We continue to wait and wait for the White House to finish pouring black ink
all over the Senate's torture report, before releasing the (heavily redacted) 480-page executive summary that the Senate agreed to declassify
months ago. However, every few weeks it seems that more details from the report leak out
to the press anyway. The latest is that officials at the State Department were well aware of the ongoing CIA torture efforts, but were instructed not to tell their superiors
, such that it's likely that the top officials, including Secretary of State Colin Powell, may have been kept in the dark, while others at the State Department knew of the (highly questionable) CIA actions.
A Senate report on the CIA's interrogation and detention practices after the 9/11 attacks concludes that the agency initially kept the secretary of state and some U.S. ambassadors in the dark about harsh techniques and secret prisons, according to a document circulating among White House staff.
The still-classified report also says some ambassadors who were informed about interrogations of al-Qaida detainees at so-called black sites in their countries were instructed not to tell their superiors at the State Department, the document says.
Powell was eventually told about the program, but not until it was well underway apparently. And, of course, the CIA says that this was all perfectly normal:
The former CIA official said it would be standard practice for ambassadors informed about a covert operation to be instructed not to share it with others who did not have a "need to know," as determined by the National Security Agency. Ambassadors in countries in which the CIA set up black sites to interrogate prisoners were usually told about it, said the official....
The other interesting tidbit is that this report came from leaked "talking points" at the State Department, as they prepare for the release of the report. As we noted recently, the State Department had been making some noises about how angry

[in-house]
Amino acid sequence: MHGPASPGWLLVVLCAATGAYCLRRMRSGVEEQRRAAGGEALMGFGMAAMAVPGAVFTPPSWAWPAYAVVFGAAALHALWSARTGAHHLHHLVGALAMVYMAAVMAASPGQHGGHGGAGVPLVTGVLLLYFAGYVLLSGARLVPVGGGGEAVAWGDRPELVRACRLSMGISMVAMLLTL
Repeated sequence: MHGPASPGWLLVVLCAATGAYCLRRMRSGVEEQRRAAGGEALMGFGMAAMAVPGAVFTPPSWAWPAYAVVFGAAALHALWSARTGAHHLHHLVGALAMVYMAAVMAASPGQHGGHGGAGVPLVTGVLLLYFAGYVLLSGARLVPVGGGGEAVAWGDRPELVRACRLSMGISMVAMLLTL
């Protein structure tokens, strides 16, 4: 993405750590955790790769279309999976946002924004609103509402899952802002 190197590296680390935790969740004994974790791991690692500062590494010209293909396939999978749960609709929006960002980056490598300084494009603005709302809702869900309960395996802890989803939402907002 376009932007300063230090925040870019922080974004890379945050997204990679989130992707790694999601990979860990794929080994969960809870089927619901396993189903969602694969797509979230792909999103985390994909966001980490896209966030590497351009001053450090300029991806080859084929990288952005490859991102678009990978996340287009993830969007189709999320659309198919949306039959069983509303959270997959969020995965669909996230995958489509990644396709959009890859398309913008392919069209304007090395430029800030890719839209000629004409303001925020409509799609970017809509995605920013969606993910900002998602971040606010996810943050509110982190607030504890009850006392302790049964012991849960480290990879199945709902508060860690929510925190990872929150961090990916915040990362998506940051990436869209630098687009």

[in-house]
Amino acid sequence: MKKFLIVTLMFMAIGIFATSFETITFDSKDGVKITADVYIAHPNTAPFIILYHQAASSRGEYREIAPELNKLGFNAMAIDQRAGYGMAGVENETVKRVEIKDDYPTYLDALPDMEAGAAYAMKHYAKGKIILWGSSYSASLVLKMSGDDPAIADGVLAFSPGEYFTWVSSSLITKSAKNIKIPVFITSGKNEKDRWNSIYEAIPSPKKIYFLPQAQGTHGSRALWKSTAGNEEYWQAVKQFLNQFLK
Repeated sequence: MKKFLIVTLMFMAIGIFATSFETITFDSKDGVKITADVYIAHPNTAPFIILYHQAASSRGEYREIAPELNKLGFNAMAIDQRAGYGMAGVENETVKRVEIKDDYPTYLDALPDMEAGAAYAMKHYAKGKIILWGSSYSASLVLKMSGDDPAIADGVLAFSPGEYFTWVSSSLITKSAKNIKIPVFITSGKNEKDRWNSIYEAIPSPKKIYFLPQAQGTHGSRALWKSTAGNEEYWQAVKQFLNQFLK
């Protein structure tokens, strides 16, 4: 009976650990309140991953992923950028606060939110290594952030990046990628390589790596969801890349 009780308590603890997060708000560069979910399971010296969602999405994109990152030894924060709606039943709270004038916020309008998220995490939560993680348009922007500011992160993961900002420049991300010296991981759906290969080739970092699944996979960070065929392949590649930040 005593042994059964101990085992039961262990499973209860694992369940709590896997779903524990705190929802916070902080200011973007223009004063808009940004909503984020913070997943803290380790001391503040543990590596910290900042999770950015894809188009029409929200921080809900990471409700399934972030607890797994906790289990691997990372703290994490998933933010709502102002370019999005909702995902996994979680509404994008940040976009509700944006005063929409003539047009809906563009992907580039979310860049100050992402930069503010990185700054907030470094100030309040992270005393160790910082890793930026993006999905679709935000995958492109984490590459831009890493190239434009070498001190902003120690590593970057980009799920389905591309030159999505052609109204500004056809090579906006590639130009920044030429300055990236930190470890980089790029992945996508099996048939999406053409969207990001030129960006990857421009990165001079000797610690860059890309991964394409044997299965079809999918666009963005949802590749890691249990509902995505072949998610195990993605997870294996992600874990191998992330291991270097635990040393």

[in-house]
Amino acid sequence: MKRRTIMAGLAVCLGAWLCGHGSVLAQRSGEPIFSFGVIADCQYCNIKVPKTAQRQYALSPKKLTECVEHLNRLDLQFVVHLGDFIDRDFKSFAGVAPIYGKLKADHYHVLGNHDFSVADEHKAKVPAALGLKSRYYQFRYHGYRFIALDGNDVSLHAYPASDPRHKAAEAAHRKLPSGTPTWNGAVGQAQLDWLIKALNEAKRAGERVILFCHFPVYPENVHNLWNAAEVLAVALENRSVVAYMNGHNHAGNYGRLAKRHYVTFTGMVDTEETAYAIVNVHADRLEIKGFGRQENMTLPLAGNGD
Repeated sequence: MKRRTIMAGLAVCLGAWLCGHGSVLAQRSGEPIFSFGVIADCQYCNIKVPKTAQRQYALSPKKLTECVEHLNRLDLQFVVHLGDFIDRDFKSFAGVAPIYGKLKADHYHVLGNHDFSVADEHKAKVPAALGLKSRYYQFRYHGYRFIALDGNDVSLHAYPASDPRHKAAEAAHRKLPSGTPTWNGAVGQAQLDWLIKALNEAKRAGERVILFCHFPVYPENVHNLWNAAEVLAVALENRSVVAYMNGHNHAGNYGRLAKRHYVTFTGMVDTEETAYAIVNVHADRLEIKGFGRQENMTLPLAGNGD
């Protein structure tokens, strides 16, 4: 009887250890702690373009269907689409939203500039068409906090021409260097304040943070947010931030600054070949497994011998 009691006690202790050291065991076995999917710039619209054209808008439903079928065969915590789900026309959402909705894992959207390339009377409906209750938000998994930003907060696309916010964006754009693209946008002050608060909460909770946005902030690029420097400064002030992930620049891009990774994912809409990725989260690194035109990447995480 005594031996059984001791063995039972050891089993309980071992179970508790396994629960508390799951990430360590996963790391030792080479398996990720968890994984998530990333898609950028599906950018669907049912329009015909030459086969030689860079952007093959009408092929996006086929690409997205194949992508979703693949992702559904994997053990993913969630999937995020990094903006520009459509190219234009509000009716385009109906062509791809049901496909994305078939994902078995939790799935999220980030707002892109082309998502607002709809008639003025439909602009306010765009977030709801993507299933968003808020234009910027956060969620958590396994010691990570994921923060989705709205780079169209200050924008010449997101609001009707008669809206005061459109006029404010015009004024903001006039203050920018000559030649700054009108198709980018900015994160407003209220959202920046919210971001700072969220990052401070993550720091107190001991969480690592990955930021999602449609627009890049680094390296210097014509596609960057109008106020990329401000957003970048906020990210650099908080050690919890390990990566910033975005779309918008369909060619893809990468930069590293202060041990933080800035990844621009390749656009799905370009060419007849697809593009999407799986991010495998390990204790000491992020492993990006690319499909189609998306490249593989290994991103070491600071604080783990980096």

this report would make lots of people -- but it appears that the latest strategy is for the State Department to "embrace" the findings and pull a "that was then, this is now" card:
The State Department wants to embrace the conclusions of the Senate report and blast the CIA's past practices, according to the document.
"This report tells a story of which no American is proud," the document says in a section entitled "Topline Messages (as proposed by State)."
"But it is also part of another story of which we can be proud," the document adds. "America's democratic system worked just as it was designed to work in bringing an end to actions inconsistent with our democratic values."
Frankly, this is probably the most sensible strategy -- and one many people have been advocating for. Everyone knows the report is damning. The best way to deal with it is to come clean, admit how wrong things were, and be much more transparent. There are, of course, a few problems with this plan, though. First, the US has never done anything
to actually punish those who were responsible for the program. In fact, the only person in jail for his association with the program is the guy who blew the whistle on it
. Second, the intelligence community would have to become a hell of a lot more transparent. While it has actually become marginally more transparent thanks to Ed Snowden, the intelligence community has a long way to go to build back up trust. Releasing this report is the right thing to do. But actually getting people to trust the US intelligence community again is going to take a lot more work.